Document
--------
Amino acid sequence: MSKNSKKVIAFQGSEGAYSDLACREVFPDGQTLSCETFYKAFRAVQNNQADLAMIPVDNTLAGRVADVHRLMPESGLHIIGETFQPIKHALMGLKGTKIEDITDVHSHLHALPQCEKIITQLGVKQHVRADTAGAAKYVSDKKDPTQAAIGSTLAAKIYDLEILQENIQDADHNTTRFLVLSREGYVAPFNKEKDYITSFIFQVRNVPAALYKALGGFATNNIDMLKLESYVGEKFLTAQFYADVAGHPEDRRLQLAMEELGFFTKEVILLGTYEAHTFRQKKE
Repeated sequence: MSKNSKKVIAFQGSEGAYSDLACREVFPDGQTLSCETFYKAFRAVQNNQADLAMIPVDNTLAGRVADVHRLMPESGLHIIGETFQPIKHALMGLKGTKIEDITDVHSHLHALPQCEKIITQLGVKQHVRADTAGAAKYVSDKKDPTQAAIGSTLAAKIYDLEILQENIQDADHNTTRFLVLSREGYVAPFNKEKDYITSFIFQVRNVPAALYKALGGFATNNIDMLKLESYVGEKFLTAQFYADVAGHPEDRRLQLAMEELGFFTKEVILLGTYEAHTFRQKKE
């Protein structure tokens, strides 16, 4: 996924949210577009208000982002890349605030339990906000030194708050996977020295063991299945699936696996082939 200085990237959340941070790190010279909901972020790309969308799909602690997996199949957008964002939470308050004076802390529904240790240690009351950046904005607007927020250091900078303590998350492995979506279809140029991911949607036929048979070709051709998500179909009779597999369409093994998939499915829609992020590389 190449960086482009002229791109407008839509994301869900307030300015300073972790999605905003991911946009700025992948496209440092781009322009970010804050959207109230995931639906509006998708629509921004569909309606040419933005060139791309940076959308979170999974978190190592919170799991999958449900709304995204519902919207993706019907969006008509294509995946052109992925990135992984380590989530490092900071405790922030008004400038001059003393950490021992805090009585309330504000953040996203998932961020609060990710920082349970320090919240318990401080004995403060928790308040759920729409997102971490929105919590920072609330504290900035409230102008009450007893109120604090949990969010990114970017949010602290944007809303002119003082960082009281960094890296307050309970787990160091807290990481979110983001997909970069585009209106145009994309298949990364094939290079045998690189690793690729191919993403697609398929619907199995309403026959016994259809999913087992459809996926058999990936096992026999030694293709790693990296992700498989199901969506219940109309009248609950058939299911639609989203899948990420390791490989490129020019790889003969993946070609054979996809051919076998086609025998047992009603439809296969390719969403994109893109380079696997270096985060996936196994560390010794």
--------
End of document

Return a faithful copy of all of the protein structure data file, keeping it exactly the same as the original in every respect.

Amino acid sequence: MSKNSKKVIAFQGSEGAYSDLACREVFPDGQTLSCETFYKAFRAVQNNQADLAMIPVDNTLAGRVADVHRLMPESGLHIIGETFQPIKHALMGLKGTKIEDITDVHSHLHALPQCEKIITQLGVKQHVRADTAGAAKYVSDKKDPTQAAIGSTLAAKIYDLEILQENIQDADHNTTRFLVLSREGYVAPFNKEKDYITSFIFQVRNVPAALYKALGGFATNNIDMLKLESYVGEKFLTAQFYADVAGHPEDRRLQLAMEELGFFTKEVILLGTYEAHTFRQKKE
Repeated sequence: MSKNSKKVIAFQGSEGAYSDLACREVFPDGQTLSCETFYKAFRAVQNNQADLAMIPVDNTLAGRVADVHRLMPESGLHIIGETFQPIKHALMGLKGTKIEDITDVHSHLHALPQCEKIITQLGVKQHVRADTAGAAKYVSDKKDPTQAAIGSTLAAKIYDLEILQENIQDADHNTTRFLVLSREGYVAPFNKEKDYITSFIFQVRNVPAALYKALGGFATNNIDMLKLESYVGEKFLTAQFYADVAGHPEDRRLQLAMEELGFFTKEVILLGTYEAHTFRQKKE
């Protein structure tokens, strides 16, 4: 996924949210577009208000982002890349605030339990906000030194708050996977020295063991299945699936696996082939 200085990237959340941070790190010279909901972020790309969308799909602690997996199949957008964002939470308050004076802390529904240790240690009351950046904005607007927020250091900078303590998350492995979506279809140029991911949607036929048979070709051709998500179909009779597999369409093994998939499915829609992020590389 190449960086482009002229791109407008839509994301869900307030300015300073972790999605905003991911946009700025992948496209440092781009322009970010804050959207109230995931639906509006998708629509921004569909309606040419933005060139791309940076959308979170999974978190190592919170799991999958449900709304995204519902919207993706019907969006008509294509995946052109992925990135992984380590989530490092900071405790922030008004400038001059003393950490021992805090009585309330504000953040996203998932961020609060990710920082349970320090919240318990401080004995403060928790308040759920729409997102971490929105919590920072609330504290900035409230102008009450007893109120604090949990969010990114970017949010602290944007809303002119003082960082009281960094890296307050309970787990160091807290990481979110983001997909970069585009209106145009994309298949990364094939290079045998690189690793690729191919993403697609398929619907199995309403026959016994259809999913087992459809996926058999990936096992026999030694293709790693990296992700498989199901969506219940109309009248609950058939299911639609989203899948990420390791490989490129020019790889003969993946070609054979996809051919076998086609025998047992009603439809296969390719969403994109893109380079696997270096985060996936196994560390010794």